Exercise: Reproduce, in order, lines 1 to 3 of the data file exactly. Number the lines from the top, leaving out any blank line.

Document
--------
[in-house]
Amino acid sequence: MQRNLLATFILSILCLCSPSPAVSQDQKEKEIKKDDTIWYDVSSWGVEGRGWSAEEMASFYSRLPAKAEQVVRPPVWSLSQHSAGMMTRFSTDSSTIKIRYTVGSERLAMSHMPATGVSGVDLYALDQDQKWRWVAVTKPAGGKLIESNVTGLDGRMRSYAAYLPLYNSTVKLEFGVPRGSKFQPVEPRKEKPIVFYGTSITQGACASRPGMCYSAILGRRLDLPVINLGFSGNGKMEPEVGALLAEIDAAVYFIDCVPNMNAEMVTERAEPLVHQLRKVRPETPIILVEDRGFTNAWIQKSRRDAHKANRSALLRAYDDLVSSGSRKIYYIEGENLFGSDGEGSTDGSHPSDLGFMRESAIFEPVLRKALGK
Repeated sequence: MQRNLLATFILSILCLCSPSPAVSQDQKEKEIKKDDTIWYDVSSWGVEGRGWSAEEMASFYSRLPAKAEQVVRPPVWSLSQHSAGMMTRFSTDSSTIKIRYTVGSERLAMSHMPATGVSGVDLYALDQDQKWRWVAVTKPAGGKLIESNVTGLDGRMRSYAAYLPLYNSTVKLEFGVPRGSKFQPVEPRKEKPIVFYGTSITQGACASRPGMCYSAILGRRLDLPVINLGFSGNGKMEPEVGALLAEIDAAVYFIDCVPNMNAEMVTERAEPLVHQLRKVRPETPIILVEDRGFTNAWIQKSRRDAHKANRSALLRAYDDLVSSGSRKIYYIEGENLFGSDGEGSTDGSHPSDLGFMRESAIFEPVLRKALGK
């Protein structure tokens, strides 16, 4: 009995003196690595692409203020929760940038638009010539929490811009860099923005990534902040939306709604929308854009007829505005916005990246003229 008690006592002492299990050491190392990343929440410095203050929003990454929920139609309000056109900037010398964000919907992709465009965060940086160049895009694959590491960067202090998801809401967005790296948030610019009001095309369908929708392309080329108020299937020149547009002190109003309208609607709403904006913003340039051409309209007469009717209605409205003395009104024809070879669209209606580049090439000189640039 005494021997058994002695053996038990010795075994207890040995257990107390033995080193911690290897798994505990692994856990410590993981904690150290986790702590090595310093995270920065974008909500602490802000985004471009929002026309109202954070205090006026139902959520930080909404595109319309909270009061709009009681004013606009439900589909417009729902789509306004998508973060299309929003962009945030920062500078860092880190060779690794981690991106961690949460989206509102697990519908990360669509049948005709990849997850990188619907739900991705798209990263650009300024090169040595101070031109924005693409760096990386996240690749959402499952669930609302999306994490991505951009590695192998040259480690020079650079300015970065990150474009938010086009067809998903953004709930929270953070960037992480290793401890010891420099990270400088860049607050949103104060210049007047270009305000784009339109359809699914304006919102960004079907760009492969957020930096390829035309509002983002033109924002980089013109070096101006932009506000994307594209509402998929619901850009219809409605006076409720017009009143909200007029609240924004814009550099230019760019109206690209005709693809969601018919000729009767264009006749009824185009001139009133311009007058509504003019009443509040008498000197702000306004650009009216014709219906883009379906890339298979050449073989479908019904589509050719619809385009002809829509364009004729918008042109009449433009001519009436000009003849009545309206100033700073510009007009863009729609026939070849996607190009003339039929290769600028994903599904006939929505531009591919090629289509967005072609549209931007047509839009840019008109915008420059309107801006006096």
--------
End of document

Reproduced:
[in-house]
Amino acid sequence: MQRNLLATFILSILCLCSPSPAVSQDQKEKEIKKDDTIWYDVSSWGVEGRGWSAEEMASFYSRLPAKAEQVVRPPVWSLSQHSAGMMTRFSTDSSTIKIRYTVGSERLAMSHMPATGVSGVDLYALDQDQKWRWVAVTKPAGGKLIESNVTGLDGRMRSYAAYLPLYNSTVKLEFGVPRGSKFQPVEPRKEKPIVFYGTSITQGACASRPGMCYSAILGRRLDLPVINLGFSGNGKMEPEVGALLAEIDAAVYFIDCVPNMNAEMVTERAEPLVHQLRKVRPETPIILVEDRGFTNAWIQKSRRDAHKANRSALLRAYDDLVSSGSRKIYYIEGENLFGSDGEGSTDGSHPSDLGFMRESAIFEPVLRKALGK
Repeated sequence: MQRNLLATFILSILCLCSPSPAVSQDQKEKEIKKDDTIWYDVSSWGVEGRGWSAEEMASFYSRLPAKAEQVVRPPVWSLSQHSAGMMTRFSTDSSTIKIRYTVGSERLAMSHMPATGVSGVDLYALDQDQKWRWVAVTKPAGGKLIESNVTGLDGRMRSYAAYLPLYNSTVKLEFGVPRGSKFQPVEPRKEKPIVFYGTSITQGACASRPGMCYSAILGRRLDLPVINLGFSGNGKMEPEVGALLAEIDAAVYFIDCVPNMNAEMVTERAEPLVHQLRKVRPETPIILVEDRGFTNAWIQKSRRDAHKANRSALLRAYDDLVSSGSRKIYYIEGENLFGSDGEGSTDGSHPSDLGFMRESAIFEPVLRKALGK